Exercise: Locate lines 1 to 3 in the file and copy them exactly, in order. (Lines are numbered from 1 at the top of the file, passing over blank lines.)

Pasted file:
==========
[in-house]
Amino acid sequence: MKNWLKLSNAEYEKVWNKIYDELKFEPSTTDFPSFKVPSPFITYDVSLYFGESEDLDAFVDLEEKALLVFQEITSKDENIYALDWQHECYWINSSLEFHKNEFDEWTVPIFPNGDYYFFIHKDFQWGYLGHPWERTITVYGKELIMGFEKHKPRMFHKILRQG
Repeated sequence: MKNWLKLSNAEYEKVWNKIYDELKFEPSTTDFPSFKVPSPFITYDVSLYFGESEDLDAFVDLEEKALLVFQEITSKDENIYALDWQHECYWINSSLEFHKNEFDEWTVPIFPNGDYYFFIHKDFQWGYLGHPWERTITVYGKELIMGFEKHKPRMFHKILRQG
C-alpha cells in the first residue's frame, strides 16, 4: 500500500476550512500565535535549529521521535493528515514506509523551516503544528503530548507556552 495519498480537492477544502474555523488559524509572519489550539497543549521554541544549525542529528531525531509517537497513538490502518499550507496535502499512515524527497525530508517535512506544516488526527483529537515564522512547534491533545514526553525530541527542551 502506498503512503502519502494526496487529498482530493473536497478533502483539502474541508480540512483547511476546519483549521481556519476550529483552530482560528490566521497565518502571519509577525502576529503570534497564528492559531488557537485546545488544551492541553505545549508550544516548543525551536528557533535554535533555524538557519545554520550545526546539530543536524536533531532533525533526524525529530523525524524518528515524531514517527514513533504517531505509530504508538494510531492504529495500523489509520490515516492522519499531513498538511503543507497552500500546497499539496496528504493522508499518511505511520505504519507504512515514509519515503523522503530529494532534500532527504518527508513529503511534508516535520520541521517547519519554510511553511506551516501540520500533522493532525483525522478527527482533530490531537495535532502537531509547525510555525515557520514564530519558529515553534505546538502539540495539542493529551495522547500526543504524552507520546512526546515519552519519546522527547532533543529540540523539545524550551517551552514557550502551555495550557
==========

[in-house]
Amino acid sequence: MKNWLKLSNAEYEKVWNKIYDELKFEPSTTDFPSFKVPSPFITYDVSLYFGESEDLDAFVDLEEKALLVFQEITSKDENIYALDWQHECYWINSSLEFHKNEFDEWTVPIFPNGDYYFFIHKDFQWGYLGHPWERTITVYGKELIMGFEKHKPRMFHKILRQG
Repeated sequence: MKNWLKLSNAEYEKVWNKIYDELKFEPSTTDFPSFKVPSPFITYDVSLYFGESEDLDAFVDLEEKALLVFQEITSKDENIYALDWQHECYWINSSLEFHKNEFDEWTVPIFPNGDYYFFIHKDFQWGYLGHPWERTITVYGKELIMGFEKHKPRMFHKILRQG